Photographer Nancy Grace Horton began showing her work at Jessica Hagen Fine Art + Design in February 2018, after she contacted the gallery about her photographs in the Domestic Affairs show at the Newport Art Museum. We jumped at the chance to exhibit Nancy's work which is fresh, clever, technically excellent and above all, thought provoking. Nancy Grace Horton's photographsfrom her Ms. Behavior series will be on display at the Newport Art Museum through May 6, 2018 and are are available for purchase through Jessica Hagen's gallery. Jessica recently interviewed Nancy about her work and we invite you to read the Q & A!
1. When did you start taking photographs?
When I was in Junior High I visited the Dominican Republic and had a memorable experience. Two women wore flowers on their heads and were smoking cigars. They came after me after I dared to take their picture. That’s what got me hooked.
2. What inspires you to take pictures?
For me, photography is a dance of colors. It is an experience, making a composition that represents visual beauty and conveys a message. That is the connection I look for in visual art making. The joy is for me is at the point where play can begin.
3. What photographers have influenced your work?
Margaret Bourke White is one of my first influences. I was immediately drawn to her confidence, skill, and creativity, and to the obvious strength she had to have to break into a male dominated world. She photographed big business, the military, and world leaders with a large format camera. Her compositions are perfection, and her sense of framing is controlled and deliberate.
4. Your photographs are beautifully composed. How do you go about designing/staging your photographs? Do you sketch them out? Do you have a very clear idea about how you want your photograph to look in advance of taking it or is there a lot of trial and error?
The approach I most enjoy is bringing elements together—scheduling a model, having a basic idea that revolves around location, clothes, and props—then visually exploring until I find the way to speak.
I am a traditional photographer, in that I crop in the camera rather than after the image is made. So I do some careful work before taking a shot. For Ms. Behavior I use a Hasselblad with a prism, which means I look down into the top of the camera, where the image appears reflected right to left. To compose the image I move my whole body around, doing a little dance to fill my square box. My goal is to get all my thoughts on the subject to collide at one time in the image. I’m thinking about everything, but I’m thinking about nothing.
5. We are exhibiting photographs from your Ms. Behavior series, has your work always had a message?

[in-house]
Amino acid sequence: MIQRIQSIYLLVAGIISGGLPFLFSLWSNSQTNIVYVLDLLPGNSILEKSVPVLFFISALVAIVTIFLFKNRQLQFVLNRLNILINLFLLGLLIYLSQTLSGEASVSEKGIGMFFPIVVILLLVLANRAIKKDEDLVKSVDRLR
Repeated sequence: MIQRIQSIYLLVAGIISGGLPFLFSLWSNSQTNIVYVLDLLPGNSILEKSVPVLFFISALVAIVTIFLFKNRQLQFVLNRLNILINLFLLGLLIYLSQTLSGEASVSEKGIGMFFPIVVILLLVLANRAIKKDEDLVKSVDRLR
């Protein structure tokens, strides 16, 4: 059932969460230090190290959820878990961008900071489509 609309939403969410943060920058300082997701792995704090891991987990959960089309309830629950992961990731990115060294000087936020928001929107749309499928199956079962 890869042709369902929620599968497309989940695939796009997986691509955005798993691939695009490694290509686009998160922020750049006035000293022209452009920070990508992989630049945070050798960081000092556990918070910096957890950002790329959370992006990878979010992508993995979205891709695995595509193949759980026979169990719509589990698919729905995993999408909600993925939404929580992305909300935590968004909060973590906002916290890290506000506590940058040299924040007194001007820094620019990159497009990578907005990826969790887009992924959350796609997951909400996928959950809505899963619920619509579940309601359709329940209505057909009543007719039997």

My interest has always been in making images that provoke a response, to trigger the viewer to think. The stories and reactions that Ms. Behavior elicits vary greatly between viewers. They become a collection of experiences and opinions that reflect who we are as a culture. This makes the work more poetic to me; the work does not have a specific message, but one that can be interpreted in different ways.
6. Your wit and sense of humor in the Ms. Behavior series is so on point; it brings a reaction from everyone who comes into the gallery. What do you most want from the viewer of this work?
Glad to hear it. That’s what it’s supposed to do. The power of an image ultimately comes from the viewer’s response. I want to rope the viewer in and make them think.
7. When I look at your photographs, especially Blast Off and Ironing Bored I am reminded of my mother who prided herself on domestic order. I’m not sure she actually enjoyed the doing of it; it seemed like more of a mandate. If she were still alive, I would love to hear her reaction. What feedback do you receive from women who were housewives before feminism and Gloria Steinem had women burning their bras in the street?
Good question. That’s not an age group that I often find in my audience. But the descendants of the 50s-era wives often react, remembering their mothers and grandmothers. By the way, I understand that the “bra burner” story is false. It was a journalist’s attempt to turn a beauty contest article into a showcase for women’s liberation. The goal was to imply that if American men could burn their draft cards in protest against the war, then women could burn their bras in protest against their constricted roles in society. It makes a powerful story.
8. As a female artist exploring gender roles, what is your view on the current state of feminist affairs, given the Women’s March and the #metoo movement?
It feels like an eruption against male dominance, it’s the uproar of other. And it’s not just about women. The word “feminism” is evolving a new meaning, enveloping everyone other than the privileged while male.
9. What is your greatest hope for women going forward?
I’d like to see history/herstory re-written. To expand the story, to tell more stories, to show the various types of people who have made great achievements, I want to learn about all the people who were left out of history.
10. Do you think you will always explore women’s issues in your work? Is that the legacy of your work?
I’ve always been interested in gender roles, and I don’t imagine that will change any time soon. There’s plenty of material to work with.